Translation of pig in Spanish:
- 1 (Agriculture, Zoology) a pig in a pokeyou've bought yourself a pig in a pokeyou're expecting the electorate to buy a pig in a pokete han dado gato por liebrepigs might fly o if pigs had wingsustedes pretenden que el electorado los vote a ciegas or sin conocer su programato make a pig's ear of something (British English) [colloquial]cuando las ranas críen pelo [colloquial]to scream like a stuck pighacer algo muy mal or (Southern Cone) [colloquial] como la monato sweat like a pig [colloquial]gritar como un desaforado(before noun) pig farmsudar a marespig farmergranja (feminine) de ganado porcinoExample sentences
- With the advent of farming in the Neolithic, a number of animal species were domesticated, starting with sheep, goats, pigs, and cattle.
- Remember to stress that they cannot keep the pot-bellied pig.
- The telling factor could be if the disease gets into pig herds.
- We enjoy long walks on the trails searching for the perfect walking stick, tracking deer, wild pigs and other animals.
- From what scientists can tell, their preferred diet is deer and wild pigs called peccaries.
- Ecologically, they range from forest dwellers, such as wild pigs and chevrotains, to dominant large herbivores on grasslands.
- 2 2.1 (obnoxious person) [colloquial]2.2 (glutton) [colloquial]cerdo, (-da) (masculine, feminine) [colloquial]to make a pig of oneselfglotón, (-tona) (masculine, feminine)angurriento, (-ta) (masculine, feminine) (Southern Cone) [colloquial]2.3 (something difficult, unpleasant) (British English) [colloquial]this is a pig of a door to opendarse un atracón [colloquial]ponerse morado or ciego (Spain) [colloquial]2.4 (policeman) [slang] [pejorative]esta maldita puerta es muy difícil de abrir or [vulgar] es jodida de abrirthe pigs 2.5 (unattractive woman)(American English) [slang]bagre (masculine) [colloquial] or (Spain) [colloquial] callo (masculine) or (Mexico) [colloquial] charamusca (feminine)Example sentences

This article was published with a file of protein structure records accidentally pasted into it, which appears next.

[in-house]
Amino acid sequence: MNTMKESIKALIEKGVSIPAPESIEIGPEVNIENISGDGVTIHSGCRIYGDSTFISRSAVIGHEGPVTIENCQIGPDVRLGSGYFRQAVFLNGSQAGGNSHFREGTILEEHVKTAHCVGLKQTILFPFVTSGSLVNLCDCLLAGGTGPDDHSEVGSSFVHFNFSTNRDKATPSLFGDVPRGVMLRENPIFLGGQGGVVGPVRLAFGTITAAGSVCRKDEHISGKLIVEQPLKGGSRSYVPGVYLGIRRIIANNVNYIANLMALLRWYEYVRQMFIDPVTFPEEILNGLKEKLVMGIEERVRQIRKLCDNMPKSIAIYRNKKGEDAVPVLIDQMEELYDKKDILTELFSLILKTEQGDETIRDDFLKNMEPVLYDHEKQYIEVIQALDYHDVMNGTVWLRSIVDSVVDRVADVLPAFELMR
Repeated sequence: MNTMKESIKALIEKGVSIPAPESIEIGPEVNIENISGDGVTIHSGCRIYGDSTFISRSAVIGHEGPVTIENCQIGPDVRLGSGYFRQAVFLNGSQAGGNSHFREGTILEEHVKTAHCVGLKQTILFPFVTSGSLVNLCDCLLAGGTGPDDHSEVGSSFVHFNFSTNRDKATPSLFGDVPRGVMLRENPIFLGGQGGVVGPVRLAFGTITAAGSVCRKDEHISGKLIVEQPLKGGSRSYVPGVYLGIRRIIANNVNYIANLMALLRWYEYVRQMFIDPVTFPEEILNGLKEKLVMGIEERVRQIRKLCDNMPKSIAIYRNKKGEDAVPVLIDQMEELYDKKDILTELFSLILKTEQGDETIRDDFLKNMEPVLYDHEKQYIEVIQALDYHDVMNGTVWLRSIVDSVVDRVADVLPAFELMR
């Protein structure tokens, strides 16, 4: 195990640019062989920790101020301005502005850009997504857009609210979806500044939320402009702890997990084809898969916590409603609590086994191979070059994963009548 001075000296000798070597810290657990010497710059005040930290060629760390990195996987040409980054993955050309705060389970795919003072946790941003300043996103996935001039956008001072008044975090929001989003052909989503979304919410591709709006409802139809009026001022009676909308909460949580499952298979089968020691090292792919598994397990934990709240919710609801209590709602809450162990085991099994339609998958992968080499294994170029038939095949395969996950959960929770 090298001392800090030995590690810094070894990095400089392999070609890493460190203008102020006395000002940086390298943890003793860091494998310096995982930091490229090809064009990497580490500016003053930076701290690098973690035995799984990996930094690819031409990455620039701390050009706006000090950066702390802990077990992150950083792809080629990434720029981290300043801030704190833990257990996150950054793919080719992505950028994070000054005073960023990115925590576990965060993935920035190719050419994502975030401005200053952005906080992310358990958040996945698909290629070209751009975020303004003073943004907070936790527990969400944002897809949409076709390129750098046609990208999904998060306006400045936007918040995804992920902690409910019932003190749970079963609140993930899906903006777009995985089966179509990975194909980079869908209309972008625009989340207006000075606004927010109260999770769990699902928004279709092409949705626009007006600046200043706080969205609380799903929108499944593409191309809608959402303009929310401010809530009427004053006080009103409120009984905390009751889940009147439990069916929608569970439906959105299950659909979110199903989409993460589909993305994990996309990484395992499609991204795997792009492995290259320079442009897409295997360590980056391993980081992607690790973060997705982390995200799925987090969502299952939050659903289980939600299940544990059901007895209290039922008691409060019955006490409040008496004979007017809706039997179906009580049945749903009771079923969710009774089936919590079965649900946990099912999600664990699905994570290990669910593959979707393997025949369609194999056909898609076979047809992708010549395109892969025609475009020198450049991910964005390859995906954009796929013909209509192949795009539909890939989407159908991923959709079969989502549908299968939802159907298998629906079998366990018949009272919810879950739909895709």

- Maybe I'm a chauvinist pig, but you know, the women in my life have never given me any reason to think otherwise.
- It's in my nature to be a greedy fat-sucking pig.
- Almost down to his last low, although this time round, he had been such a greedy pig.
- He's known for unusual sentences, like the time he ordered a man who called a police officer a pig to spend a couple of hours penned up with the real thing.
- And a man who called a policeman a pig had to stand for two hours with a hog in a pen set up in a town centre.
- All police are pigs because they make the conscious decision to join an organization which is, basically, legal GANGSTERISM.
transitive verb -gg-
- to pig it [colloquial] 1.1 (share sleeping accommodation)(American English)1.2 (live in dirty, slovenly manner)compartir la cama(British English)vivir como un cerdo or (in Latin America also) un chancho [colloquial]Example sentences
- In Bolton they pigged it in a wretched artisans' dwelling in Davenport Street. The project was none the less immensely successful.
- So long as they pigged it with him and were willing to share his lot he was not unkind to them, unless he happened by some accident to achieve drunkenness.
- Having no offer of beds, I returned to the schooner, and we pigged it out in the least miserable way we could.
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In Spain, a geographical, social, and culturally homogeneous region, with a clear natural or administrative demarcation is called a comarca. Comarcas are normally smaller than